Rabbi Hal Schevitz

Growing up in the ‘80s and ‘90s in Baltimore, with no football
team to cheer for, one of my personal heroes was Baltimore Orioles’
shortstop and third baseman Cal Ripken, Jr. Ripken debuted in 1981
and took Major League Baseball by storm in 1982. He won the Rookie
of The Year Award in ’82 and the Most Valuable Player award in ’83,
the year the Orioles won the World Series. He also won the MVP in
1991, and was an American League All-Star every season of his career.
Ripken officially retired after the 2001 season, and, in 2007, he was
inducted into the Baseball Hall of Fame.

Ripken changed the way shortstops were viewed in baseball. He is
6 feet 4 inches tall and was a power hitter. Before him, shortstops were
shorter guys who were not relied upon to be the best hitters. Ripken set
a record for shortstops by hitting at least 20 home runs in 10 consecutive
seasons. At the end of his career, he had over 400 home runs, 3000 hits,
and a .276 batting average.

However, Ripken is most famous for his consecutive games streak.
Begun on May 30, 1982, Cal Ripken, Jr. did not miss a baseball game
for over 16 years, playing in 2,632 straight games. The previous record,
held by Yankee great Lou Gehrig, was 2,130, which Ripken broke on
September 6, 1995. That was a great day of celebration in Baltimore. It
was also my father’s birthday, and we watched the game together from
our home. We were not as fortunate as others who managed to get

While there was much anticipation leading up to that day in
September of 1995, there was no announcement regarding when Ripken
would conclude the streak. It came as a total surprise. On the last home
game of the season in 1998, September 20, the Orioles were hosting the
New York Yankees, who would go on to win the World Series later that
year. The scoreboard showed the starting lineup, with the name “Cal
Ripken Jr.” in the slot to bat sixth and play third base. However,
unbeknownst to fans, the scoreboard was incorrect. Thirty minutes
before the Orioles were to take the field, Ripken informed manager Ray
Miller that it was time. Ripken wanted to end the streak in front of the
fans in Baltimore, at Camden Yards.

When the managers presented the starting lineups to the umpires,
the announcers heard the news, and then spread the word to the fans.
Ripken received a standing ovation from the fans and the Yankees.
Because it was a last-minute decision, and because this was before the
omnipresence of social media, many people did not find out about the
end of the streak until later that night, or even the next day. This
included most of the Jewish community in Baltimore. You see,
September 20, 1998, the night Ripken ended his streak 25 years ago,
almost to this day, was the first night of Rosh Hashanah, and most of the
Jews in Baltimore, I and my family among them, were in synagogue.
Considering that Ripken is not Jewish, I don’t think he was pulling
a Sandy Koufax. However, it seems fitting that he picked that night for
one of the biggest decisions of his life. It was all over the news the next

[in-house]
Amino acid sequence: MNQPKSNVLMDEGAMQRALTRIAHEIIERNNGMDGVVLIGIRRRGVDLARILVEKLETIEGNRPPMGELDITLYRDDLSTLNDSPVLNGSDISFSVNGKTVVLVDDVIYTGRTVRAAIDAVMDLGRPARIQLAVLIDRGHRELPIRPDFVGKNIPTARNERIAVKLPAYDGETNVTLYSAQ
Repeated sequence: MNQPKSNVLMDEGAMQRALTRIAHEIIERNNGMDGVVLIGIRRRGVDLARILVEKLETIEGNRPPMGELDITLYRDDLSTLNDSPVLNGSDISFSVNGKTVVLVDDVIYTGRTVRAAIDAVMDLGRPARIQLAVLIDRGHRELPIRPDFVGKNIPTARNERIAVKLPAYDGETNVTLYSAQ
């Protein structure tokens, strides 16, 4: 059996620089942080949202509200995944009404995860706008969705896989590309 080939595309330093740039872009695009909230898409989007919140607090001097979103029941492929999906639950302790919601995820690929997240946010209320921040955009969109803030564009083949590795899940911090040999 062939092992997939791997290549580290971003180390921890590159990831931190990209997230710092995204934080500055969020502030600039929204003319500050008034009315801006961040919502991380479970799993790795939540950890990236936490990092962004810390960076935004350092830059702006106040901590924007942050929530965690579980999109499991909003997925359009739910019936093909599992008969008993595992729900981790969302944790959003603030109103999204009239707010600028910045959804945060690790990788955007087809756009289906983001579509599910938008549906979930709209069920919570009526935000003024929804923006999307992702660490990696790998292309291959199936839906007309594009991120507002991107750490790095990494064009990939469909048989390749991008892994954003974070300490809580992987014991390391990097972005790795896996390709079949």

day. Many rabbis, including my own, incorporated this event into their
sermons for the first day of Rosh Hashanah: it is a time of turning, a
time of endings and beginnings, a time of making life-altering choices.
All of these interpretations of the Jewish New Year mapped onto the
biggest news story in Baltimore.

There is one more piece of the story that I would like share, a little
nugget of Baltimore sports trivia: who was the man who replaced Cal
Ripken in the lineup on September 20, 1998? Ryan Minor.
For years, I have wondered what it must have felt like for Ryan
Minor that night, taking the field in front of thousands of people, filling
the absence of a person who was reliably in that role for years, a person
who performed at the top of his game, raising the bar for excellence
while creating lasting relationships with the people in the city in which
he lived and worked. Standing upon this Bimah on the first day of Rosh
Hashanah, I am beginning to get a sense of what Minor may have felt.
This is the first Rosh Hashanah that a Sasso has not been on the
Bimah of Congregation Beth-El Zedeck since 1976, which, by the way,
was before both Cantor Melissa and I were born. The past year has
rightly been a celebration of all that Rabbis Dennis and Sandy have
accomplished at this synagogue. Their achievements were aided by
generations of Beth-El Zedeck congregants who have contributed their
time and resources. The physical infrastructure and spiritual vibrancy of
this community is a result of all of your efforts. We truly stand on the
shoulders of those who have come before us.

However, standing on someone’s shoulders means that we are in a
position to see further in the distance, as well as reach higher for what is
above. We must do both.

When we turn our eyes to the horizon, we see many challenges
ahead of us. After a several-decade lull, the hateful conspiracy theory of
Antisemitism in America has reared its ugly head again. We experience
it in places that we would expect, like the fringes of society, but we also
experience it in new and unexpected places, like from elected officials
from both major political parties, from other minorities who live in close